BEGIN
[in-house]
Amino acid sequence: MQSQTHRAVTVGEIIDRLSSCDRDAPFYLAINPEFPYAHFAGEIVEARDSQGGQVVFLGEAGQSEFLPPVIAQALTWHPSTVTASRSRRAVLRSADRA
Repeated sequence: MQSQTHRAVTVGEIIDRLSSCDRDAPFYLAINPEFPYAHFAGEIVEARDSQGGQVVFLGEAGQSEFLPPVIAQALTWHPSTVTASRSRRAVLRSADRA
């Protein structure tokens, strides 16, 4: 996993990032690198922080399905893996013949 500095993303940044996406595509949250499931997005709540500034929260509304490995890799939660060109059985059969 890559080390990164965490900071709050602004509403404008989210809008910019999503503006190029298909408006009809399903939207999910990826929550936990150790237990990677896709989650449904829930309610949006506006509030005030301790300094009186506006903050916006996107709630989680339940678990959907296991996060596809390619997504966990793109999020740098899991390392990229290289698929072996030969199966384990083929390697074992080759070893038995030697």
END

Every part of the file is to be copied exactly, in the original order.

[in-house]
Amino acid sequence: MQSQTHRAVTVGEIIDRLSSCDRDAPFYLAINPEFPYAHFAGEIVEARDSQGGQVVFLGEAGQSEFLPPVIAQALTWHPSTVTASRSRRAVLRSADRA
Repeated sequence: MQSQTHRAVTVGEIIDRLSSCDRDAPFYLAINPEFPYAHFAGEIVEARDSQGGQVVFLGEAGQSEFLPPVIAQALTWHPSTVTASRSRRAVLRSADRA
């Protein structure tokens, strides 16, 4: 996993990032690198922080399905893996013949 500095993303940044996406595509949250499931997005709540500034929260509304490995890799939660060109059985059969 890559080390990164965490900071709050602004509403404008989210809008910019999503503006190029298909408006009809399903939207999910990826929550936990150790237990990677896709989650449904829930309610949006506006509030005030301790300094009186506006903050916006996107709630989680339940678990959907296991996060596809390619997504966990793109999020740098899991390392990229290289698929072996030969199966384990083929390697074992080759070893038995030697």